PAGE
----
Mange in pigs is principally due to infestation with Sarcoptes scabiei var suis. Rarely, infestation with Demodex phylloides has been reported to cause clinical disease in pigs.
Sarcoptic mange, caused by infestation with Sarcoptes scabiei var suis, is of primary importance in pigs worldwide. S scabiei var suis in a herd typically becomes established after introduction of infested breeding stock. Transmission of S scabiei var suis can occur rapidly through direct contact of infested and naive pigs. However, transmission to naive pigs is also possible through contact with fomites contaminated with S scabiei var suis. Survival of the mite eggs away from the host is limited. However, exposure for as little as 24 hr to contaminated pens that were recently vacated by infested pigs resulted in transmission of the mite. Laboratory experiments indicated that S scabiei var suis did not survive >96 hr at temperatures <25°C or >24 hr at 20°–30°C. Survival was <1 hr at temperatures >30°C. Unless pigs originated from SPF colonies or after mange eradication programs, all pig herds must be considered potentially infested even if acaricides are used routinely.
Lesions due to infestation with S scabiei var suis usually start on the head, especially the ears, then spread over the body, tail, and legs. Itching can be intense and associated with a hypersensitivity reaction to the mites. As the hypersensitivity subsides, typically after several months, the thickened, rough, dry skin is covered with grayish crusts. Infestations are negatively correlated with daily weight gains and feed conversion in pigs.
Experimental studies of S scabiei var suis in pigs have demonstrated that infestation alters the microbial community on the skin. Comparing the microbiome of bacteria on pigs without S scabiei var suis versus that of infested pigs showed that noninfested pigs had low relative abundances of Staphylococcus, whereas the relative abundance of Staphylococcus increased significantly on pigs with S scabiei var suis during the course of infestations. Specifically, the staphylococci population shifted from S hominis to that of the more pathogenic S chromogenes as scabies progressed.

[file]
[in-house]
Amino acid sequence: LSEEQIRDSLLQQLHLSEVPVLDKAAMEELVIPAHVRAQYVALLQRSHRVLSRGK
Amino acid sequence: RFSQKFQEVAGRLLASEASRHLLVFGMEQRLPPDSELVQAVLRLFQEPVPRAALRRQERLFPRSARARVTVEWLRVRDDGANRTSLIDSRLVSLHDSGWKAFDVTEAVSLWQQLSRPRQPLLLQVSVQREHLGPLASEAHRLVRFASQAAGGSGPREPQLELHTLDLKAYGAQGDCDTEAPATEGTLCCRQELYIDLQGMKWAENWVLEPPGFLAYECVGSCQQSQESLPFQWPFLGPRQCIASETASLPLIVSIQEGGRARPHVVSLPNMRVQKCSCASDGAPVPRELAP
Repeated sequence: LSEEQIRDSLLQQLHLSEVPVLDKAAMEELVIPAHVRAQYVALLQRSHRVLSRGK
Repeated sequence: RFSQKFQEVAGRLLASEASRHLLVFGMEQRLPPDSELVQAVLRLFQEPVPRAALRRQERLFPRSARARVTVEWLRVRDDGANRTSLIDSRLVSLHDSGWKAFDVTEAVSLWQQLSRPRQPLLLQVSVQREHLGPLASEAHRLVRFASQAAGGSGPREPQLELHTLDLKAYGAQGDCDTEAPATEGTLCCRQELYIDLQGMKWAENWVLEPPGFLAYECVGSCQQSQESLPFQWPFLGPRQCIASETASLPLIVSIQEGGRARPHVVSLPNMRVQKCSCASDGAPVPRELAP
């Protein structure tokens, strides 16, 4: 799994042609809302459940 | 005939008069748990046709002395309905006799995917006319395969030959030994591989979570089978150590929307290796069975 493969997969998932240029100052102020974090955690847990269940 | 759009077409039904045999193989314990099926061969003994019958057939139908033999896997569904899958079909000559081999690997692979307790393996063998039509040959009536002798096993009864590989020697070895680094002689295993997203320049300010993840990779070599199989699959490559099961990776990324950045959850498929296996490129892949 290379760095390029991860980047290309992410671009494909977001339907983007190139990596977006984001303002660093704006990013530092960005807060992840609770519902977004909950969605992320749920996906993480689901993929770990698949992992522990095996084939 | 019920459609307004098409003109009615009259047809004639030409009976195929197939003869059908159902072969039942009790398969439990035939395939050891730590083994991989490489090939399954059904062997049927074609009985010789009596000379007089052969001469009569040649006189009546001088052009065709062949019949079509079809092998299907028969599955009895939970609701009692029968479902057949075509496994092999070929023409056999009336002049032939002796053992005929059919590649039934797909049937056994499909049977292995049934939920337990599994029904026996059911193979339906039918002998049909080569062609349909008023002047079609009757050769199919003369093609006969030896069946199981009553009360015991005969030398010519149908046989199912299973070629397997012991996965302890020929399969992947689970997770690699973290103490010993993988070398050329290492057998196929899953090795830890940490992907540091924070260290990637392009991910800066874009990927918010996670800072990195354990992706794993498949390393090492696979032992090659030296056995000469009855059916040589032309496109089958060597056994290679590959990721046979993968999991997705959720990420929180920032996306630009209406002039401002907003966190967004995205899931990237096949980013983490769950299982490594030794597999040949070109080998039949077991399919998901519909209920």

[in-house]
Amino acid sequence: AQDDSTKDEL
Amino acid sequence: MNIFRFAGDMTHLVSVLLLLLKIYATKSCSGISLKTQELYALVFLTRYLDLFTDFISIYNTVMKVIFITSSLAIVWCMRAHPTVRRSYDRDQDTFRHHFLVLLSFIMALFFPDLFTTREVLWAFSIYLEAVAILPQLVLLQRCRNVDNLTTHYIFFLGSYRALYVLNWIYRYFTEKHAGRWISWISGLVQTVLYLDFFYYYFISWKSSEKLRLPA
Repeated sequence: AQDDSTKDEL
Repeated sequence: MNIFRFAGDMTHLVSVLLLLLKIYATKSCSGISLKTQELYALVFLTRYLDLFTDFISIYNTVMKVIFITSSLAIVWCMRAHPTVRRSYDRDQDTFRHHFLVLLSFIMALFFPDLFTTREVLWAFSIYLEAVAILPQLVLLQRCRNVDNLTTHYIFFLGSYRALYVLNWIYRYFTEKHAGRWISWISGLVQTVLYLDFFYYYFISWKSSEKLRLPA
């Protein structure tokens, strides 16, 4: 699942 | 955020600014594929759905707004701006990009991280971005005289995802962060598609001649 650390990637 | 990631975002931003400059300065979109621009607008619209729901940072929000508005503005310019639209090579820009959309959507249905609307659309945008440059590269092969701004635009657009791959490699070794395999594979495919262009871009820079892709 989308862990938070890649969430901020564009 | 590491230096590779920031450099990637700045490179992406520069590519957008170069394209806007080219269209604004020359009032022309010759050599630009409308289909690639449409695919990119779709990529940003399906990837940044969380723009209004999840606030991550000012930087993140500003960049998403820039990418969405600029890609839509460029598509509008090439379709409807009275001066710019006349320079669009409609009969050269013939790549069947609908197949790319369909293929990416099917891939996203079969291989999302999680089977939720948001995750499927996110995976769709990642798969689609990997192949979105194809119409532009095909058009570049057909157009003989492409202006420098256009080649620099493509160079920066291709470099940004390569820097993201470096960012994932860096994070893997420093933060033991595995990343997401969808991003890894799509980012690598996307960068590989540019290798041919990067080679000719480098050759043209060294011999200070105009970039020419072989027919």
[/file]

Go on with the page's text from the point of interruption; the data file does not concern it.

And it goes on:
Diagnosis is best performed by combining different approaches: dermatitis score recorded at slaughter, scratching index, observation of clinical signs of mange, ear or skin scrapings for microscopic examination, and ELISA for detection of specific antibodies. The usefulness of each criterion may vary according to the group age. This global approach is particularly useful during an eradication campaign.
Injectable doramectin and ivermectin are labeled for use against S scabiei var suis and are considered highly effective treatments. In some instances, a second dose of macrocyclic lactone 14 days later may be necessary for complete resolution. Hot lime sulfur is labeled for use against mange in swine. In swine, lime sulfur dips are repeated at intervals of 3–7 days to treat mange, unlike in other species in which they are repeated every 12 days. Label instructions must be followed closely, because there are three possible lime sulfur dilutions for use on swine. Unlike phosmet, lime sulfur spray can be applied to suckling pigs. Certain spray formulations of permethrin are labeled for use against mites on swine, but it is generally not considered the compound of choice. If permethrin is used, animals should be wet thoroughly with the product and re-treated in 14 days. Phosmet spray is approved for sarcoptic mange in swine at the species-specific dilution instructions on the label. A single treatment is usually effective, but a second treatment can be applied 14 days later if necessary. Phosmet should not be applied directly to suckling pigs. Coumaphos sprays are available for use on swine in the USA, but they are labeled only for control of lice.
Demodectic mange caused by infestation with Demodex phylloides is possible in pigs. Clinical signs of D phylloides infestation include reddening of the skin, pustules, and alopecia. Although rare in domestic pigs, D phylloides infestation can be common in wild boars without overt signs of clinical disease. In wild boars, the highest prevalence and greatest numbers of D phylloides were found in sebaceous glands in eyelids and cheeks. D phylloides can also be found around the eyes, mouth, snout, ventral neck, ventrum, and thighs. There is no reliable treatment.